Date of Award
Doctor of Philosophy (PhD)
Computer and Information Science
Many modern applications require extracting the core attributes of human behavior such as a person's attention, intent, or skill level from the visual data. There are two main challenges related to this problem. First, we need models that can represent visual data in terms of object-level cues. Second, we need models that can infer the core behavioral attributes from the visual data. We refer to these two challenges as ``learning to see'', and ``seeing to learn'' respectively. In this PhD thesis, we have made progress towards addressing both challenges.
We tackle the problem of ``learning to see'' by developing methods that extract object-level information directly from raw visual data. This includes, two top-down contour detectors, DeepEdge and HfL, which can be used to aid high-level vision tasks such as object detection. Furthermore, we also present two semantic object segmentation methods, Boundary Neural Fields (BNFs), and Convolutional Random Walk Networks (RWNs), which integrate low-level affinity cues into an object segmentation process. We then shift our focus to video-level understanding, and present a Spatiotemporal Sampling Network (STSN), which can be used for video object detection, and discriminative motion feature learning.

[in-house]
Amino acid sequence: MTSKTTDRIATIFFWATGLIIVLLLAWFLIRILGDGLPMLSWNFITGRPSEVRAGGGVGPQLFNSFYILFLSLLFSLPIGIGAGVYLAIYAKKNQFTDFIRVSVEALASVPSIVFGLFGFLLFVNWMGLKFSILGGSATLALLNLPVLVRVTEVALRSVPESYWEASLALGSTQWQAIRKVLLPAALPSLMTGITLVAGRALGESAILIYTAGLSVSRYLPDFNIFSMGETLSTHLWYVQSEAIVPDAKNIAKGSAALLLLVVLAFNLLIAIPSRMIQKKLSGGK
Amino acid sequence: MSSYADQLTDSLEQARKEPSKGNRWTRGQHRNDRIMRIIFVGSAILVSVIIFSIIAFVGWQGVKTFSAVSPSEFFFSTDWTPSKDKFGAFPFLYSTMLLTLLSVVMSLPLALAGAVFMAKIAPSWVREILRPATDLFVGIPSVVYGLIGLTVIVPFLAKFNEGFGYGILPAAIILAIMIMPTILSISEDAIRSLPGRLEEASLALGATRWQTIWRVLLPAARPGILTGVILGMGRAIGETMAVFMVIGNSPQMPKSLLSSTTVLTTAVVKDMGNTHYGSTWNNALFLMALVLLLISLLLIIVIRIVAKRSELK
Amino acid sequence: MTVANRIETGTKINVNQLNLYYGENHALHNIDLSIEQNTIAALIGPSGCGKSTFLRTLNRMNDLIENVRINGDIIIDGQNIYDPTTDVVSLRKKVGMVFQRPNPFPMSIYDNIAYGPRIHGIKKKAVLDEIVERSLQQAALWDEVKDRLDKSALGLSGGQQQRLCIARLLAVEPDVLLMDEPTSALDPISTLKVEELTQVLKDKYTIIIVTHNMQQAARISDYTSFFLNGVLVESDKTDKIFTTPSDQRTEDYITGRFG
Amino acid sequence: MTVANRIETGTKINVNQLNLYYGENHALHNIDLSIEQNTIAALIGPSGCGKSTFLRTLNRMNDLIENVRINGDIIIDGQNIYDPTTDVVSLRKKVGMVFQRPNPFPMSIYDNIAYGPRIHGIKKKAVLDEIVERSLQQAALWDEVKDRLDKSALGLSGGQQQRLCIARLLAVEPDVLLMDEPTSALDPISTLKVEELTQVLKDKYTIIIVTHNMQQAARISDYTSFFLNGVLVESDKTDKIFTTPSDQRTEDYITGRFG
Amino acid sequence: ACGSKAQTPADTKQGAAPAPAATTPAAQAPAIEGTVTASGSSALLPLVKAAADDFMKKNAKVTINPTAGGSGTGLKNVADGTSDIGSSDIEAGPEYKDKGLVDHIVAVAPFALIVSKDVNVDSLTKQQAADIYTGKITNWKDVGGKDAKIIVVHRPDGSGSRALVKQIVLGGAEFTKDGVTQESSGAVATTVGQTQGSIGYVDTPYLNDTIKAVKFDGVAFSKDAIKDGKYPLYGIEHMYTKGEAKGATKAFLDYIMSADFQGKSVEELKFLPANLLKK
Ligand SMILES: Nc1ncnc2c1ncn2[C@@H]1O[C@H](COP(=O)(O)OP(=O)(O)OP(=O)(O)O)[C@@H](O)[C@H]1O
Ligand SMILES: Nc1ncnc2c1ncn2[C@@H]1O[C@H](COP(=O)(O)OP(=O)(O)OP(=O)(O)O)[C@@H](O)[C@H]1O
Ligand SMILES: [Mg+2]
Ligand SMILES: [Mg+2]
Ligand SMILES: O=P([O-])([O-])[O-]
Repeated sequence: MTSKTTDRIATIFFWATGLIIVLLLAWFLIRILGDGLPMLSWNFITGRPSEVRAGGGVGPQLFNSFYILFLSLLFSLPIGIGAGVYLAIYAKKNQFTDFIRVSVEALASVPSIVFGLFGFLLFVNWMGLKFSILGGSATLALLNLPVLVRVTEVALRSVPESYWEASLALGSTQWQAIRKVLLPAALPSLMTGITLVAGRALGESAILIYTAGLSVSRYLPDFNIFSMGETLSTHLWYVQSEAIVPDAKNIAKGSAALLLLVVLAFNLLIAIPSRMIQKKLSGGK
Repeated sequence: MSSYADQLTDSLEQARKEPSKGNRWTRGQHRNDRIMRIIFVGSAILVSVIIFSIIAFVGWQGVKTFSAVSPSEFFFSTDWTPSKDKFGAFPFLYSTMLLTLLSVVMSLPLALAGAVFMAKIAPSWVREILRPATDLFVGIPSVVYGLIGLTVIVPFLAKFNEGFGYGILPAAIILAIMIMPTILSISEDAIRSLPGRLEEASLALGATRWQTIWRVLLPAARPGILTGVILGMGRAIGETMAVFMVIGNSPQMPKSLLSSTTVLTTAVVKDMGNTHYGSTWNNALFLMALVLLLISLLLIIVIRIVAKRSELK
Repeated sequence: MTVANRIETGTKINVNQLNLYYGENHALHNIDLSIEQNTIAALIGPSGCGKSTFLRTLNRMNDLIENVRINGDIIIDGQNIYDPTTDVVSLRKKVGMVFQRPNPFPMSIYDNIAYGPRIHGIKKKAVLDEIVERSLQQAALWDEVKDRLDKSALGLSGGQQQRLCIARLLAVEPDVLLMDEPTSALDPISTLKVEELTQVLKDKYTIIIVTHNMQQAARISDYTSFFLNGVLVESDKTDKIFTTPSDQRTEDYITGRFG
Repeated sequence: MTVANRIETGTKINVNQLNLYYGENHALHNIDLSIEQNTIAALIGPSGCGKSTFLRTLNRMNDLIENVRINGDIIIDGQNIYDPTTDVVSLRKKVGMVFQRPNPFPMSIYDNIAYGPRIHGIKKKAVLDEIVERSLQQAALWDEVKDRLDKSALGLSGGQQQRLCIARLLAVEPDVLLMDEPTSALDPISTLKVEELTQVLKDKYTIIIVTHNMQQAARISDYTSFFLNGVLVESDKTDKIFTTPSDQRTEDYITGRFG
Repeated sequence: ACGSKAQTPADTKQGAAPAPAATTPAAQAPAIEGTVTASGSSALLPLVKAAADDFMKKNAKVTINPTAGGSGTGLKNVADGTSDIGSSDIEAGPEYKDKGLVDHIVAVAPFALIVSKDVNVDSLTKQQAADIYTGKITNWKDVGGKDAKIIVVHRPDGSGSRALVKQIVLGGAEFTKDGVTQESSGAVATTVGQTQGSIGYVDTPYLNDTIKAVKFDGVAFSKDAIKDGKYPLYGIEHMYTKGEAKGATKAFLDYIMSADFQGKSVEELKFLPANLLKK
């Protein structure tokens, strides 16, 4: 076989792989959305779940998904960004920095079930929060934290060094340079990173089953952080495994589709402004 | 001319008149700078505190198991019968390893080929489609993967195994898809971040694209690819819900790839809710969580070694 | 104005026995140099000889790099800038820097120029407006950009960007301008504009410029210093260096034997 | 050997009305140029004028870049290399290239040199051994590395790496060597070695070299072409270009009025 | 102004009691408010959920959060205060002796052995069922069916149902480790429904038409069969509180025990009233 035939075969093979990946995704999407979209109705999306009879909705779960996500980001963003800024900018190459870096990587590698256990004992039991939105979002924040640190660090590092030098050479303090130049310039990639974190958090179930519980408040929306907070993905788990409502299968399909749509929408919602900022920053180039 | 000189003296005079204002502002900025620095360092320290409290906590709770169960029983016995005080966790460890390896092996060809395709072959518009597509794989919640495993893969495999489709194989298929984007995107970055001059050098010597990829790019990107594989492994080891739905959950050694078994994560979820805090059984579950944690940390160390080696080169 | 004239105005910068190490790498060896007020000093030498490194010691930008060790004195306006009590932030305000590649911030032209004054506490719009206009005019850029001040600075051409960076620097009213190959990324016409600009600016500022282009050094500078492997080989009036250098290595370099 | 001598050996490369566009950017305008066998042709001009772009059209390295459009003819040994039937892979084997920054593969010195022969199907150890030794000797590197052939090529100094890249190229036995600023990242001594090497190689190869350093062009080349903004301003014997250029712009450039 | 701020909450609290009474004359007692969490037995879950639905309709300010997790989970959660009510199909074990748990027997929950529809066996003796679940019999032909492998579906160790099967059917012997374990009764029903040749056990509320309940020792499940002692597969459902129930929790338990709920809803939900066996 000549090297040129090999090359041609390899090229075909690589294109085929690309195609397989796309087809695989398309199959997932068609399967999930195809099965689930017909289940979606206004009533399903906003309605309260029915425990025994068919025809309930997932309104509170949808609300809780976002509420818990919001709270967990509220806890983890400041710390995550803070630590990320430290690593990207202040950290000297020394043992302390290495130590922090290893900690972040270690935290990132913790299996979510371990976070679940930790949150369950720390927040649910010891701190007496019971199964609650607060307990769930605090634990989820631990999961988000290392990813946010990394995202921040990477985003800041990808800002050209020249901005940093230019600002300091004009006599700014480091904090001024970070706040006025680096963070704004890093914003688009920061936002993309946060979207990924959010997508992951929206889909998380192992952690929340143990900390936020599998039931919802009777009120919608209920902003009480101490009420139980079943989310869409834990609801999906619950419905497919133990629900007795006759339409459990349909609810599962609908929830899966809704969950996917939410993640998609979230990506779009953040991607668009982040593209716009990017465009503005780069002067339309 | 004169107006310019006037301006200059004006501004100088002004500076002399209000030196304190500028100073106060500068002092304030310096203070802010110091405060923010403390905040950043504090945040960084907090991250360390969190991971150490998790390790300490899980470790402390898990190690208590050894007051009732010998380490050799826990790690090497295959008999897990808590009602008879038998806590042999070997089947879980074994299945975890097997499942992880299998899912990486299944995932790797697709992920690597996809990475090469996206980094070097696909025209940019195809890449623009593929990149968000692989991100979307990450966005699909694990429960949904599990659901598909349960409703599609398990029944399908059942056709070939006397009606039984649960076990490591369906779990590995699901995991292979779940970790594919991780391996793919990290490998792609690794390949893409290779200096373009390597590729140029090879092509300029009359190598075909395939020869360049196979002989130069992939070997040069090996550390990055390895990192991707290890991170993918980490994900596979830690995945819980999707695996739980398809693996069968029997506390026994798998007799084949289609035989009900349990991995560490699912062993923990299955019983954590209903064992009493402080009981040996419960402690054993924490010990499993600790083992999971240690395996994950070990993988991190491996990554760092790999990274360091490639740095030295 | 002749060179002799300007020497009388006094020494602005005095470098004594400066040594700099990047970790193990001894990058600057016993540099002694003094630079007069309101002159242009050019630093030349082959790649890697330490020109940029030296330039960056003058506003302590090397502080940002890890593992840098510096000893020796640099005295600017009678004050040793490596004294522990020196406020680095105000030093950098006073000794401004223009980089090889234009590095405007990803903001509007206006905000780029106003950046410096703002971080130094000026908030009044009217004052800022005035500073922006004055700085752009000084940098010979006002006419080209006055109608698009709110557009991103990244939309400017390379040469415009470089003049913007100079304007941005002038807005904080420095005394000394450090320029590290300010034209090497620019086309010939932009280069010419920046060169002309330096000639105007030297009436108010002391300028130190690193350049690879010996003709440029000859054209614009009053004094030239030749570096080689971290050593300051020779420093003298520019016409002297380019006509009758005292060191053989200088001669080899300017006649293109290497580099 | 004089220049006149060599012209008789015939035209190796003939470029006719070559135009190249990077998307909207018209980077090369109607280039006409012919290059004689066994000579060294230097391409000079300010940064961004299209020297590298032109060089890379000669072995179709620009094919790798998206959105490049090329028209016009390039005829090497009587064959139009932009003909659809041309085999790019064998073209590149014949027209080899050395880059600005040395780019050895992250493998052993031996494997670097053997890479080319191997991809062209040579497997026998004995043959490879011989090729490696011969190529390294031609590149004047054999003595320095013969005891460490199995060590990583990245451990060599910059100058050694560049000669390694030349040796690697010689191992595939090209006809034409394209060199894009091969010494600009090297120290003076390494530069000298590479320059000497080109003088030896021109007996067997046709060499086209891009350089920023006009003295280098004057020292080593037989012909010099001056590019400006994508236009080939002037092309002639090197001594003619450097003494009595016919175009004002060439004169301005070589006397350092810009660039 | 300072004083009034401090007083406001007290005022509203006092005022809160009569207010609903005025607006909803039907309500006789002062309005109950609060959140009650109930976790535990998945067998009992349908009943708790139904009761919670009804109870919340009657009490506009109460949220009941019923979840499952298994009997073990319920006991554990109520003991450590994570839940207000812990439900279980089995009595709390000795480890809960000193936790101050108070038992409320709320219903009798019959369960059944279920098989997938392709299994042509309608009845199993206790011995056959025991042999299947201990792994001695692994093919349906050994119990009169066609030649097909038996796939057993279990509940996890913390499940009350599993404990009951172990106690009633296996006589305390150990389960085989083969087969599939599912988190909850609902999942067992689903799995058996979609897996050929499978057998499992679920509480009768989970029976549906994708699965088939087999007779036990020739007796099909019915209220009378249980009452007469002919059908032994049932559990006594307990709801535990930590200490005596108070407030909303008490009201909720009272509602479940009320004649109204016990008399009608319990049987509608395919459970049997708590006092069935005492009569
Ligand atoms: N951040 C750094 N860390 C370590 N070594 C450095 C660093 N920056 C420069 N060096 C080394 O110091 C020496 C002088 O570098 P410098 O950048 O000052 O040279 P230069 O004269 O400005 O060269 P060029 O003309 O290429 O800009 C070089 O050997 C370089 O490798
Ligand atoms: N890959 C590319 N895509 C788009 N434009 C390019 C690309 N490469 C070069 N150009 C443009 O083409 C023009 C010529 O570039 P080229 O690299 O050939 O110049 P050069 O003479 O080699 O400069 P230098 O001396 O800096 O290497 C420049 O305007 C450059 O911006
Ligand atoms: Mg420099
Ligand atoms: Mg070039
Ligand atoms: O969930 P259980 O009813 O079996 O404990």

Afterwards, we transition into the second subproblem of ``seeing to learn'', for which we leverage first-person GoPro cameras that record what people see during a particular activity. We aim to infer the core behavior attributes such as a person's attention, intention, and his skill level from such first-person data. To do so, we first propose a concept of action-objects--the objects that capture person's conscious visual (watching a TV) or tactile (taking a cup) interactions. We then introduce two models, EgoNet and Visual-Spatial Network (VSN), which detect action-objects in supervised and unsupervised settings respectively. Afterwards, we focus on a behavior understanding task in a complex basketball activity. We present a method for evaluating players' skill level from their first-person basketball videos, and also a model that predicts a player's future motion trajectory from a single first-person image.
Bertasius, Gediminas, "Embodied Visual Perception Models For Human Behavior Understanding" (2019). Publicly Accessible Penn Dissertations. 3344.